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Dr. Chapa’s Clinical Pearls.

Anchor FM

Relevant, evidence based, and practical information for medical students, residents, and practicing healthcare providers regarding all things women’s healthcare! This podcast is intended to be clinically relevant, engaging, and FUN, because medical education should NOT be boring! Welcome...to Clinical Pearls.


United States


Anchor FM


Relevant, evidence based, and practical information for medical students, residents, and practicing healthcare providers regarding all things women’s healthcare! This podcast is intended to be clinically relevant, engaging, and FUN, because medical education should NOT be boring! Welcome...to Clinical Pearls.




GDM Screen After 28 Weeks? Yay or Nay.

Here’s a real world clinical conundrum: A patient first presents for prenatal care in the 3rd trimester. As healthcare providers, we play a game of “catch-up” with routine serum tests ordered to make up for time lost. But what about specific pregnancy tests that are restricted to gestational age? Take, for example, GDM screening. Currently, traditional screening for GDM occurs at 24 to 28 weeks based on the original studies by O’Sullivan and Carpenter-Coustan. Or take this parallel, clinical scenario: A patient passes routine screening between 24 and 28 weeks, but in the 3rd trimester has suspected fetal macrosomia or new onset polyhydramnios. Should we rescreen these patients for GDM? As cut off values for the GDM screens are based on a 24 - 28 week pregnancy, we don’t really know what the cut off serum glucose levels should be after 28 weeks. And more importantly, does diagnosing GDM in the 3rd trimester improve maternal or neonatal outcomes? In this episode, we will walk down history’s timeline of data starting in 2001 and ending with a publication in 2022. We’ll discuss the findings of these publications (6 total) and at the end of the episode, I’ll give you my personal perspective on the subject.


The 39 Week IOL “Dilemma”

We are now 5 years into the publication of the Arrive trial (2018) which opened the door to elective induction of labor at 39 weeks in an otherwise low risk pregnancy. But five years later authors and researchers are still debating whether a 39 week elective induction is helpful or not. Yep, the rebuttals and retorts against the ARRIVE trial began shortly after its publication, and they are still active even now- with a recent publication, from February 2023, having an opposing view. Yep…While some have called for universal adoption of the “39 week IOL rule“, others have put the brakes on the plan. in this episode, we’re going to dive into this persistent on again off again dilemma of elective induction at 39 weeks. This podcast idea comes from one of our podcast family members who sent me this message on May 27: “Hey Dr. Chappa, what are your and your team's thoughts on elective induction at 39 weeks? I've had multiple discussions with my co-fellow about how it may not be the best option for some of our pregnant folks, especially those who have had a successful un-induced vaginal delivery. My attending sent me an interesting article from the Journal of Perinatology which questions the validity of the Would love any input you have on this. Thanks!” What a great topic to discuss. There’s so much to unpack here and we’re going to summarize that article which came out in print in February 2023, and we will also discuss a separate study that followed in March 2023 on this very issue. And…Is 39 week eIOL cost effective? Lots of angles to examine here and we will do all of that in this episode. And- as always- you’ll want to stay with us until the end of the episode because I’ll provide my personal perspective and typical practice regarding eIOL at 39 weeks.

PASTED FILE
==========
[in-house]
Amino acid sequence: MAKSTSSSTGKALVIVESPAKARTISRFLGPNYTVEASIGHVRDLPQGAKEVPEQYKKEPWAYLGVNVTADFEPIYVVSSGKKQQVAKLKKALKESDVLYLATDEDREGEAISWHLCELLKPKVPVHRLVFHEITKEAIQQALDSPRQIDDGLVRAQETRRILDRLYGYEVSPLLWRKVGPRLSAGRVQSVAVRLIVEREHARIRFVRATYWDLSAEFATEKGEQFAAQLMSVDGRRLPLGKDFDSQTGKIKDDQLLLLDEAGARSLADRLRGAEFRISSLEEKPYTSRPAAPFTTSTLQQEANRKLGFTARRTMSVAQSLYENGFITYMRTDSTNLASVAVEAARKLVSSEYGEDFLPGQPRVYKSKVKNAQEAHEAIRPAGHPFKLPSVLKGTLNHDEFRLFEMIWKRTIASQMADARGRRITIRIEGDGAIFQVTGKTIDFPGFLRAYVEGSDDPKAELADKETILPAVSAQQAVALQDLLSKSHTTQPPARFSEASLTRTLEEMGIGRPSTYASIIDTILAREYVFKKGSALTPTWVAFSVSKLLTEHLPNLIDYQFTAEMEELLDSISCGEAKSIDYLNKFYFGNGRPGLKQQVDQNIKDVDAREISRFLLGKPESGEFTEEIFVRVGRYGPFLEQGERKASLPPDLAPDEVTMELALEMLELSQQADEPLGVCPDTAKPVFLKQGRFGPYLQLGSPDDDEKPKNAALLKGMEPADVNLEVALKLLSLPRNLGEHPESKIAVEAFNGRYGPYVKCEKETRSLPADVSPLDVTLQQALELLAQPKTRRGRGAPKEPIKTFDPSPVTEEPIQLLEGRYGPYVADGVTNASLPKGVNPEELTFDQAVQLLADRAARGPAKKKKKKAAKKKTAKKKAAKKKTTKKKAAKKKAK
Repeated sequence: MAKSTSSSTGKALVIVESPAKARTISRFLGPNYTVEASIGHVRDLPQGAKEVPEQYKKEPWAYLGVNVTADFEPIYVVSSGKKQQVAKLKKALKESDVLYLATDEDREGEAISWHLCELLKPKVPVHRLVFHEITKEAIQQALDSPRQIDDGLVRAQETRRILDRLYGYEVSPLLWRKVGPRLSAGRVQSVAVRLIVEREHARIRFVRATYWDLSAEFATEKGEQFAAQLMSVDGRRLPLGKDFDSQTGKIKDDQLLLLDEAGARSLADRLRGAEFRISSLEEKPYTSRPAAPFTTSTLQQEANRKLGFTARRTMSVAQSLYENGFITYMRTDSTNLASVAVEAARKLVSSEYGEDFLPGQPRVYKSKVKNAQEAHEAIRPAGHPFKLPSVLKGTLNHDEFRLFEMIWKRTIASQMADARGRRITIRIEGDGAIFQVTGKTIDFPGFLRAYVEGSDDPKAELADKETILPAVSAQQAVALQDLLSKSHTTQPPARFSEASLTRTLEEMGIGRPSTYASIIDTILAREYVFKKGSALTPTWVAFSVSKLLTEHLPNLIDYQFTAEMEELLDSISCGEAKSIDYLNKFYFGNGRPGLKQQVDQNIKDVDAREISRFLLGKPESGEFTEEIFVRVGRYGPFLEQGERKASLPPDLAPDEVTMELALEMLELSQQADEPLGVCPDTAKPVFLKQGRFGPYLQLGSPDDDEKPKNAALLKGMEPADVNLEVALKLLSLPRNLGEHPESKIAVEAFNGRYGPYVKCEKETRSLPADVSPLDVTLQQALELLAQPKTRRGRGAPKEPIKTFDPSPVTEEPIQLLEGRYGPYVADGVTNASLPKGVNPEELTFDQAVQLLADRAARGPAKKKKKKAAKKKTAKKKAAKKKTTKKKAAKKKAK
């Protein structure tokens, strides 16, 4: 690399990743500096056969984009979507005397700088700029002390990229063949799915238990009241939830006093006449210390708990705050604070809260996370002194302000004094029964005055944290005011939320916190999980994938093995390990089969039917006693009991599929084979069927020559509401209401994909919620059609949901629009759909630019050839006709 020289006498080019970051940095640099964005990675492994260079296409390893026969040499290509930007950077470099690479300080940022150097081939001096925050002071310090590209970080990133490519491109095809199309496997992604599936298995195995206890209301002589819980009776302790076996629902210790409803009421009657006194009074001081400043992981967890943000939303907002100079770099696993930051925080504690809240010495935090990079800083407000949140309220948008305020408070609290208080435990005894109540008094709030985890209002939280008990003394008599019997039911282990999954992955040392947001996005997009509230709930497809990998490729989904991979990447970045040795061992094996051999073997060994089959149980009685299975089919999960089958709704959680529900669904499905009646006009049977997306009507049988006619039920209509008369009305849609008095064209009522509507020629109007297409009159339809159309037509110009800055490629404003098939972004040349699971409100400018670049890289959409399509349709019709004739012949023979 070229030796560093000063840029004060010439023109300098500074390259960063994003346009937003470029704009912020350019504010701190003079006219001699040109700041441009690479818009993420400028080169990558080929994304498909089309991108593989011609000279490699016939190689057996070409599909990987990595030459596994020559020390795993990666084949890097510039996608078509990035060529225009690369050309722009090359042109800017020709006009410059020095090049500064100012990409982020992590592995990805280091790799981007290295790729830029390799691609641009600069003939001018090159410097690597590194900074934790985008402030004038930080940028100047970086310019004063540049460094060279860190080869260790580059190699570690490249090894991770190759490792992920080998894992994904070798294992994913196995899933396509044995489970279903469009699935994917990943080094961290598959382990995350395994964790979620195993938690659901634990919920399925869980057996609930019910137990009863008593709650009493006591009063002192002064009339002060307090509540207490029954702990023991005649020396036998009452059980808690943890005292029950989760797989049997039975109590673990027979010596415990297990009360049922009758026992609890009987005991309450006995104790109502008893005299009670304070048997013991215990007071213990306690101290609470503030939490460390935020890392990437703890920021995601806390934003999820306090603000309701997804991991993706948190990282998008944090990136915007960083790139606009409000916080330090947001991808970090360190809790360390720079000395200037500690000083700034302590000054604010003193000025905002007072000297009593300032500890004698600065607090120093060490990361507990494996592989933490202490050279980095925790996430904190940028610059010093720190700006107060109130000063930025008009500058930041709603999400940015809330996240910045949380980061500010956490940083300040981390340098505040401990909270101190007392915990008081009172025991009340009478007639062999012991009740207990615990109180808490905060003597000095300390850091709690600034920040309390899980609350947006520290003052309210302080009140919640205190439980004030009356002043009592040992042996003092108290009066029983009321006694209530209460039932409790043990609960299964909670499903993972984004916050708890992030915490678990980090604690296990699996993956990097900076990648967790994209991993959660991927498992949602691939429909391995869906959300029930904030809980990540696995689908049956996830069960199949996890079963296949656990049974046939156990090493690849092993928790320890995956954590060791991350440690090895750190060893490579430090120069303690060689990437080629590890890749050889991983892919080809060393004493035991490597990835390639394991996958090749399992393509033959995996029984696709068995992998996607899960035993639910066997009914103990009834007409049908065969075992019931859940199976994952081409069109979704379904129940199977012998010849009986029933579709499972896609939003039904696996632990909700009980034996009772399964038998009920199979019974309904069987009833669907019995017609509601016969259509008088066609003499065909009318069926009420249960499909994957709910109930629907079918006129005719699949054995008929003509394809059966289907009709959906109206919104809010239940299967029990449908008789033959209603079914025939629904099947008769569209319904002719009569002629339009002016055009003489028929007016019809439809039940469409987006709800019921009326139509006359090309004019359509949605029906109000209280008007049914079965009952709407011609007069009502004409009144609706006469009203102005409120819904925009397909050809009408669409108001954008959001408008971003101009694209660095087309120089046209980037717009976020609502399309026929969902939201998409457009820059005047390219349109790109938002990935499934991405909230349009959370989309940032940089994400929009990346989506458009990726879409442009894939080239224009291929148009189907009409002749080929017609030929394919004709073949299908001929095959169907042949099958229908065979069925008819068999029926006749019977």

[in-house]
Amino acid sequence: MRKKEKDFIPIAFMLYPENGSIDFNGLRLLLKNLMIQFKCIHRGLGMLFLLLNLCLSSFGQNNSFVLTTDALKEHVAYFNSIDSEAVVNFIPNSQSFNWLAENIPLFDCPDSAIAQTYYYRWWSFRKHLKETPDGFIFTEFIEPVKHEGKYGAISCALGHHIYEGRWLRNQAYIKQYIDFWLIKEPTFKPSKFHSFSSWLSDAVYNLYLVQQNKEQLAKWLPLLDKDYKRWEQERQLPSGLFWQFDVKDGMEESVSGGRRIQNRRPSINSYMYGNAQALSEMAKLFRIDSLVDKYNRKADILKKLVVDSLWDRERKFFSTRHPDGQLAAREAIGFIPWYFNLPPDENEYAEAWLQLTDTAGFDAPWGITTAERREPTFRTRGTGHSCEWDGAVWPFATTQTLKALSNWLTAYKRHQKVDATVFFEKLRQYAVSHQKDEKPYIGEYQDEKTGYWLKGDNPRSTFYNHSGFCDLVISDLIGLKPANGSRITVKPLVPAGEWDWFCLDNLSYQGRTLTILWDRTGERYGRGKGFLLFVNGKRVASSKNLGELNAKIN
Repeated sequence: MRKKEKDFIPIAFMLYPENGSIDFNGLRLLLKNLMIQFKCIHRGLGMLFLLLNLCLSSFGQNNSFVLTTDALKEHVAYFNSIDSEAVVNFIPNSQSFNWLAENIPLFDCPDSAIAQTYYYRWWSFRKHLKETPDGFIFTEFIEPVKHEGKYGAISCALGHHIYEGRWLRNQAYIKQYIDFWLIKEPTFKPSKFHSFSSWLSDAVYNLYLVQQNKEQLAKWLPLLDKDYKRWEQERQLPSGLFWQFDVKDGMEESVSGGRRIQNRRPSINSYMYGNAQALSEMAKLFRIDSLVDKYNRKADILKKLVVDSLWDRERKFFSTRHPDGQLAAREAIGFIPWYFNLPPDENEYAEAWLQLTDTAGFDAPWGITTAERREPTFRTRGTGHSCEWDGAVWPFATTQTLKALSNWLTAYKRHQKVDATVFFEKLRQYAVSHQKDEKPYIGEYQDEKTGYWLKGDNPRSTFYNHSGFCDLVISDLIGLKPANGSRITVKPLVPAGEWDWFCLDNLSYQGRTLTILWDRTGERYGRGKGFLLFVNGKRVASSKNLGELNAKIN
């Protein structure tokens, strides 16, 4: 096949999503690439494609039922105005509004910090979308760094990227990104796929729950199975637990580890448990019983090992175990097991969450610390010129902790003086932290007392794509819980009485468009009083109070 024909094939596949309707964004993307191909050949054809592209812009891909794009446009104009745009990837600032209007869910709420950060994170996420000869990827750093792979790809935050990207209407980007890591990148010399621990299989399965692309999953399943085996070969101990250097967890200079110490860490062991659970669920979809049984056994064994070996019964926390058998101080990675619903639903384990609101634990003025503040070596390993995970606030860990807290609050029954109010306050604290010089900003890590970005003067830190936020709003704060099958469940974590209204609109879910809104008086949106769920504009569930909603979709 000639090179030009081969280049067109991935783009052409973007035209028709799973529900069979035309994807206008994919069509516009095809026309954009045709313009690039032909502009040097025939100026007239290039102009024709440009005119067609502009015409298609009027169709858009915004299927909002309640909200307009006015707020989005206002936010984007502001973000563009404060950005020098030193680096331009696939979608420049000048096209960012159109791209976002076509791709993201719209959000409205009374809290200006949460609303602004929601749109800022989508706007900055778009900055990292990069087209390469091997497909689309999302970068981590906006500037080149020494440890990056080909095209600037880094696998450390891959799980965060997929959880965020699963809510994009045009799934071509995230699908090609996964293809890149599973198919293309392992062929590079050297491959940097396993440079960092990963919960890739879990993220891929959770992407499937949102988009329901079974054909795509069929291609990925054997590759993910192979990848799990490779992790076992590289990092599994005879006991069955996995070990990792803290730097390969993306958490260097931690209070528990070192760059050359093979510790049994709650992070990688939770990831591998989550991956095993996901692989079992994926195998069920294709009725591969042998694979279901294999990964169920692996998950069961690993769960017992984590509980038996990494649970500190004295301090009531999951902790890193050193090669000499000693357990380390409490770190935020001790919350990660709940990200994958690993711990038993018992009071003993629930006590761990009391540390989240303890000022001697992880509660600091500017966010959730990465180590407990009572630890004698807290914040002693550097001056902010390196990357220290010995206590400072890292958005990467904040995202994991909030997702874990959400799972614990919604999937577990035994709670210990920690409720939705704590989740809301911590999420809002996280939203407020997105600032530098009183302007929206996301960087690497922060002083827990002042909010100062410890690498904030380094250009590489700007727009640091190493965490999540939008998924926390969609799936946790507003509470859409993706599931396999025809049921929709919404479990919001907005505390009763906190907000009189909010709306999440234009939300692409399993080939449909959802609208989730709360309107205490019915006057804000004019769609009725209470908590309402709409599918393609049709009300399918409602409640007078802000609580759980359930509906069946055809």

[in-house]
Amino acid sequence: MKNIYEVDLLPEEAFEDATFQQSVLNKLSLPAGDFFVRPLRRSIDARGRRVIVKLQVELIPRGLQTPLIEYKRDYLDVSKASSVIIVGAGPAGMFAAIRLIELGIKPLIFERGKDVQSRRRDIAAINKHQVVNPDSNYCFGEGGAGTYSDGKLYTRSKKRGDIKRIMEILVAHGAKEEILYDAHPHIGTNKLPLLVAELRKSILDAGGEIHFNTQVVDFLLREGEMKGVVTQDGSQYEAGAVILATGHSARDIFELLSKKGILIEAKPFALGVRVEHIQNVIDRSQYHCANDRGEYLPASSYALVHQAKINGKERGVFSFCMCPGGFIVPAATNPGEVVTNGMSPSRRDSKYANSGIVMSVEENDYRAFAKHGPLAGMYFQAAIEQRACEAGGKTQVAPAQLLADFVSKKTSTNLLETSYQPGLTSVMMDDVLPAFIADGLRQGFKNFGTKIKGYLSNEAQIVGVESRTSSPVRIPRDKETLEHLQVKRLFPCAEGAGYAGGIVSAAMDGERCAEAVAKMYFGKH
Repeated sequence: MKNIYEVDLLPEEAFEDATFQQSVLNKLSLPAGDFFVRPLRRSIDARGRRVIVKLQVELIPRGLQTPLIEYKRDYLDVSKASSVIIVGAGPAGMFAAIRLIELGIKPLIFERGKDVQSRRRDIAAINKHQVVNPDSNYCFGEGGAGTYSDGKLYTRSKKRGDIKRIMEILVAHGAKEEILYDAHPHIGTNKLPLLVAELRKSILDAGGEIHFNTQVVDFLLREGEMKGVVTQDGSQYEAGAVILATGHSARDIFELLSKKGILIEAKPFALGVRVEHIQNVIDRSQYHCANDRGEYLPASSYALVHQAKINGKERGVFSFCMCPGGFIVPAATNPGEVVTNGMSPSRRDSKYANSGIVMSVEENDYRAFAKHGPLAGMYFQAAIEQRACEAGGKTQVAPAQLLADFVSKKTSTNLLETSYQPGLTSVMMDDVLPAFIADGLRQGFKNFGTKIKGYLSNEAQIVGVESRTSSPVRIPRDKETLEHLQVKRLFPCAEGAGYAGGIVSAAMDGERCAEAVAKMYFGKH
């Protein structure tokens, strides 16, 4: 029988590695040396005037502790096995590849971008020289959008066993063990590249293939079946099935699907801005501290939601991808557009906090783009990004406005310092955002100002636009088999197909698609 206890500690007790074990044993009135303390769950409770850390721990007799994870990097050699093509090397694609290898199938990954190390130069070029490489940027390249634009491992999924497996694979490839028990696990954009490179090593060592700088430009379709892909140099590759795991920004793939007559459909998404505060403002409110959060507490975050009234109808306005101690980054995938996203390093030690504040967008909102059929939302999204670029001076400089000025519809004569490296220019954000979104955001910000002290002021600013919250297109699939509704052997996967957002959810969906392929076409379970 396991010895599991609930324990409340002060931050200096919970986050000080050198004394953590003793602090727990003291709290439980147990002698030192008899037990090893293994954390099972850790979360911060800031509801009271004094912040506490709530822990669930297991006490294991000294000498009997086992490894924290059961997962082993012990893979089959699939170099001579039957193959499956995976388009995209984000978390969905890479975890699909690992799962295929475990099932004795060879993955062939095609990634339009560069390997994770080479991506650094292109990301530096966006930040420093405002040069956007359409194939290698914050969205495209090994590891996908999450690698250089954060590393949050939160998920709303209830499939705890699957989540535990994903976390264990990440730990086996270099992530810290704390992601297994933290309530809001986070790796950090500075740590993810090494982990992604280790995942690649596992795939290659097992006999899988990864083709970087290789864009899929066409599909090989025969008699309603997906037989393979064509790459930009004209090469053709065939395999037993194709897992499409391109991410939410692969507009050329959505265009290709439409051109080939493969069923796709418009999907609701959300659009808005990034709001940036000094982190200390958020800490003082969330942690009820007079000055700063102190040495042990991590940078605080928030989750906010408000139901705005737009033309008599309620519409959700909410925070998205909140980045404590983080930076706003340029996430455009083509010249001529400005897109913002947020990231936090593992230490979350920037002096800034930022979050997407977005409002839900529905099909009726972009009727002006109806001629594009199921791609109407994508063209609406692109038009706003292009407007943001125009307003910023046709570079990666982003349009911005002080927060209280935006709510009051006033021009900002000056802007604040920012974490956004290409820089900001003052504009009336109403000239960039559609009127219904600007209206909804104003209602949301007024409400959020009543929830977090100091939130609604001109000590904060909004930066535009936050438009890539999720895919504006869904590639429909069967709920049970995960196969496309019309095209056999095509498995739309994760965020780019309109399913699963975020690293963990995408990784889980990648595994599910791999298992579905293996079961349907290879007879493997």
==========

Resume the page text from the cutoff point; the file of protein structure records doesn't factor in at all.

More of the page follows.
Nonhypoxic Antepartum Fetal Bradycardia

The fetal heart rate is controlled by various integrated physiological mechanisms, most importantly by a balance of parasympathetic and sympathetic nerve impulses. Intrapartum, fetal bradycardia may be in direct response to an evolving or acute hypoxic event, including tachysystole, uterine rupture, or placental abruption. Antepartum, excluding acute events like maternal trauma which could lead to an acute hypoxic episode, most fetal brady arrhythmias will be nonhypoxia related. We recently evaluated and cared for a patient at 23 weeks gestation with the incidental finding during her routine prenatal visit of a fetal HR of 90. This was confirmed by bedside ultrasound, and then noted to be in the 70s on reexamination in L&D. There was no fetal hydrops, no evidence of maternal injury, no maternal connective tissue disease, normal amniotic fluid, and a normal fetal movement seen on ultrasound. What are the possible causes of antepartum fetal bradyarrhythmia? What’s the work-up? What is the fetal Long QT syndrome? And when is delivery recommended? Listen in and find out.